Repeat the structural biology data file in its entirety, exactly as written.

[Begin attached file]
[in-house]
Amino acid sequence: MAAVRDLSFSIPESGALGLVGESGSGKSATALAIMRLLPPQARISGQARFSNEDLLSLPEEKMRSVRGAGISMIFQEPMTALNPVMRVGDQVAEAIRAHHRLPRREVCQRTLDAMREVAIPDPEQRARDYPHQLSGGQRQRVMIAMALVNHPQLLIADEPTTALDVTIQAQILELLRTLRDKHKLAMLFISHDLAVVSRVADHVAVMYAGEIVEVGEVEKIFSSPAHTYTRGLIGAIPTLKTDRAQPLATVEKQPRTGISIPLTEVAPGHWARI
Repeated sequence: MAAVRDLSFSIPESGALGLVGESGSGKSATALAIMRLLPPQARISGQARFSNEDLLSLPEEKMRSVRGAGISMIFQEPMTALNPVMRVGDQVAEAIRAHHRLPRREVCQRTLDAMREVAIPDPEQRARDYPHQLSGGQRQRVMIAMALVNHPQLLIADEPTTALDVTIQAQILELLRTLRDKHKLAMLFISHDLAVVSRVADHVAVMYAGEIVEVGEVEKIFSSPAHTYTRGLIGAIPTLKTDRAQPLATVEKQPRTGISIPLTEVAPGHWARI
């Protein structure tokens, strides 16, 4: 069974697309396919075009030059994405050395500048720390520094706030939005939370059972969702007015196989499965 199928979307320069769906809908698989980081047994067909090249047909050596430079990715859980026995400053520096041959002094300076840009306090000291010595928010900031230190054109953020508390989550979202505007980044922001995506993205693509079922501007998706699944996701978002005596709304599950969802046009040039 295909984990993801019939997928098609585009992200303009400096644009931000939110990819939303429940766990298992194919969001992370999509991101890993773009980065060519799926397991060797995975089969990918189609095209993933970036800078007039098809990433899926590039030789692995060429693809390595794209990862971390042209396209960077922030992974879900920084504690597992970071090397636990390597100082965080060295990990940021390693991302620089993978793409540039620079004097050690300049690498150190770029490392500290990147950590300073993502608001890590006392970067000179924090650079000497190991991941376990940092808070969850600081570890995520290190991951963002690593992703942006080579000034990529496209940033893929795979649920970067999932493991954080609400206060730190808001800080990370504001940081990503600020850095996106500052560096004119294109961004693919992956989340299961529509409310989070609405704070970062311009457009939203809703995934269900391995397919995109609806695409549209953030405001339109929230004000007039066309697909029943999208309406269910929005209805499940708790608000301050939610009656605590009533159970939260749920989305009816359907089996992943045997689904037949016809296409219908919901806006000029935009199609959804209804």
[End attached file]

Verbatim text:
[in-house]
Amino acid sequence: MAAVRDLSFSIPESGALGLVGESGSGKSATALAIMRLLPPQARISGQARFSNEDLLSLPEEKMRSVRGAGISMIFQEPMTALNPVMRVGDQVAEAIRAHHRLPRREVCQRTLDAMREVAIPDPEQRARDYPHQLSGGQRQRVMIAMALVNHPQLLIADEPTTALDVTIQAQILELLRTLRDKHKLAMLFISHDLAVVSRVADHVAVMYAGEIVEVGEVEKIFSSPAHTYTRGLIGAIPTLKTDRAQPLATVEKQPRTGISIPLTEVAPGHWARI
Repeated sequence: MAAVRDLSFSIPESGALGLVGESGSGKSATALAIMRLLPPQARISGQARFSNEDLLSLPEEKMRSVRGAGISMIFQEPMTALNPVMRVGDQVAEAIRAHHRLPRREVCQRTLDAMREVAIPDPEQRARDYPHQLSGGQRQRVMIAMALVNHPQLLIADEPTTALDVTIQAQILELLRTLRDKHKLAMLFISHDLAVVSRVADHVAVMYAGEIVEVGEVEKIFSSPAHTYTRGLIGAIPTLKTDRAQPLATVEKQPRTGISIPLTEVAPGHWARI
């Protein structure tokens, strides 16, 4: 069974697309396919075009030059994405050395500048720390520094706030939005939370059972969702007015196989499965 199928979307320069769906809908698989980081047994067909090249047909050596430079990715859980026995400053520096041959002094300076840009306090000291010595928010900031230190054109953020508390989550979202505007980044922001995506993205693509079922501007998706699944996701978002005596709304599950969802046009040039 295909984990993801019939997928098609585009992200303009400096644009931000939110990819939303429940766990298992194919969001992370999509991101890993773009980065060519799926397991060797995975089969990918189609095209993933970036800078007039098809990433899926590039030789692995060429693809390595794209990862971390042209396209960077922030992974879900920084504690597992970071090397636990390597100082965080060295990990940021390693991302620089993978793409540039620079004097050690300049690498150190770029490392500290990147950590300073993502608001890590006392970067000179924090650079000497190991991941376990940092808070969850600081570890995520290190991951963002690593992703942006080579000034990529496209940033893929795979649920970067999932493991954080609400206060730190808001800080990370504001940081990503600020850095996106500052560096004119294109961004693919992956989340299961529509409310989070609405704070970062311009457009939203809703995934269900391995397919995109609806695409549209953030405001339109929230004000007039066309697909029943999208309406269910929005209805499940708790608000301050939610009656605590009533159970939260749920989305009816359907089996992943045997689904037949016809296409219908919901806006000029935009199609959804209804």